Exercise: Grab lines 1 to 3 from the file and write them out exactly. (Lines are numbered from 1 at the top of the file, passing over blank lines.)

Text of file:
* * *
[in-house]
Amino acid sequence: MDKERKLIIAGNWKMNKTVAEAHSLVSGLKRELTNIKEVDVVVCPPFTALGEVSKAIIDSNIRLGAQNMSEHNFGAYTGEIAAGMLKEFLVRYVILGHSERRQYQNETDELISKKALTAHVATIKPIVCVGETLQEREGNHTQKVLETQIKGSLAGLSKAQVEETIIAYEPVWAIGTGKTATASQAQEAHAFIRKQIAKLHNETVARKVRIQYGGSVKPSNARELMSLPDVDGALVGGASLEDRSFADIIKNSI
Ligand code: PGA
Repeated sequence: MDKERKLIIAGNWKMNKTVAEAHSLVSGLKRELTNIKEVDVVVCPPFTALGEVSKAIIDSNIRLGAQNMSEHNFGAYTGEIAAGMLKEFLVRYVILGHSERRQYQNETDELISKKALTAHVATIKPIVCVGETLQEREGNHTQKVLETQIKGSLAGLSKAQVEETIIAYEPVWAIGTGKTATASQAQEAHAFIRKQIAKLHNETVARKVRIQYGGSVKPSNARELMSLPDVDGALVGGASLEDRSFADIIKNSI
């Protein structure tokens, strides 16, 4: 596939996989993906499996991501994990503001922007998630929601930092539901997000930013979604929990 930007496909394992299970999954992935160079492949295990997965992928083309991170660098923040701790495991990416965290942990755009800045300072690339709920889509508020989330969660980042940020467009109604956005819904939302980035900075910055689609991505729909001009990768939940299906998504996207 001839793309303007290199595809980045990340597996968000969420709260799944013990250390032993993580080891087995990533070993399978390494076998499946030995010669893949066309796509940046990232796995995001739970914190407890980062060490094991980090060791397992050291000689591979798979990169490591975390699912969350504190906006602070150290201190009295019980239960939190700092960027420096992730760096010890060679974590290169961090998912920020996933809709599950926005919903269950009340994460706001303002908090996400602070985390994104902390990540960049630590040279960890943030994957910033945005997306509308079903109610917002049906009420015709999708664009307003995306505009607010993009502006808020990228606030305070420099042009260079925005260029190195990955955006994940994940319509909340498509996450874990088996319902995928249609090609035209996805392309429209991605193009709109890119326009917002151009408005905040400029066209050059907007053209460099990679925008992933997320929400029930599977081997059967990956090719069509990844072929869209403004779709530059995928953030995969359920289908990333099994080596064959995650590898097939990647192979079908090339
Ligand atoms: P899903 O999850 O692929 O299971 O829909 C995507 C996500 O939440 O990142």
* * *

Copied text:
[in-house]
Amino acid sequence: MDKERKLIIAGNWKMNKTVAEAHSLVSGLKRELTNIKEVDVVVCPPFTALGEVSKAIIDSNIRLGAQNMSEHNFGAYTGEIAAGMLKEFLVRYVILGHSERRQYQNETDELISKKALTAHVATIKPIVCVGETLQEREGNHTQKVLETQIKGSLAGLSKAQVEETIIAYEPVWAIGTGKTATASQAQEAHAFIRKQIAKLHNETVARKVRIQYGGSVKPSNARELMSLPDVDGALVGGASLEDRSFADIIKNSI
Ligand code: PGA